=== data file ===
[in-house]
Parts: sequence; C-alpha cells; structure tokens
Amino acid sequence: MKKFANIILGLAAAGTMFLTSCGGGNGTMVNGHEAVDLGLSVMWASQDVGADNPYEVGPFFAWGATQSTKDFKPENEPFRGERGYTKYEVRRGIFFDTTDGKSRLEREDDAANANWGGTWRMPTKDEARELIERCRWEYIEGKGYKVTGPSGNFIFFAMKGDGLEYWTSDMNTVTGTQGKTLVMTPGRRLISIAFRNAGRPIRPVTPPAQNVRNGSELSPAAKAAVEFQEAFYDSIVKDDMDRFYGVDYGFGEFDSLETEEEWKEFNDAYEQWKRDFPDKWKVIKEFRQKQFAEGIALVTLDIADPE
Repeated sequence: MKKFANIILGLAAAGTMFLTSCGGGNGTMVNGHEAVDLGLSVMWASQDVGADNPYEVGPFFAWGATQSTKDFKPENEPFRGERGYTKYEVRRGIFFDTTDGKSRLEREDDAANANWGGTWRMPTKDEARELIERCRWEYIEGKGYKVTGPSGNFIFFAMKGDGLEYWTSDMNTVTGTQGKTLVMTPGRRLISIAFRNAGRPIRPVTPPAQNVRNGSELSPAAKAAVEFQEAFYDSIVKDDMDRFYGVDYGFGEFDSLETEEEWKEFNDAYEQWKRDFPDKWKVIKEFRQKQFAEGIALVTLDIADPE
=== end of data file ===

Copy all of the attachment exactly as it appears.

[in-house]
Parts: sequence; C-alpha cells; structure tokens
Amino acid sequence: MKKFANIILGLAAAGTMFLTSCGGGNGTMVNGHEAVDLGLSVMWASQDVGADNPYEVGPFFAWGATQSTKDFKPENEPFRGERGYTKYEVRRGIFFDTTDGKSRLEREDDAANANWGGTWRMPTKDEARELIERCRWEYIEGKGYKVTGPSGNFIFFAMKGDGLEYWTSDMNTVTGTQGKTLVMTPGRRLISIAFRNAGRPIRPVTPPAQNVRNGSELSPAAKAAVEFQEAFYDSIVKDDMDRFYGVDYGFGEFDSLETEEEWKEFNDAYEQWKRDFPDKWKVIKEFRQKQFAEGIALVTLDIADPE
Repeated sequence: MKKFANIILGLAAAGTMFLTSCGGGNGTMVNGHEAVDLGLSVMWASQDVGADNPYEVGPFFAWGATQSTKDFKPENEPFRGERGYTKYEVRRGIFFDTTDGKSRLEREDDAANANWGGTWRMPTKDEARELIERCRWEYIEGKGYKVTGPSGNFIFFAMKGDGLEYWTSDMNTVTGTQGKTLVMTPGRRLISIAFRNAGRPIRPVTPPAQNVRNGSELSPAAKAAVEFQEAFYDSIVKDDMDRFYGVDYGFGEFDSLETEEEWKEFNDAYEQWKRDFPDKWKVIKEFRQKQFAEGIALVTLDIADPE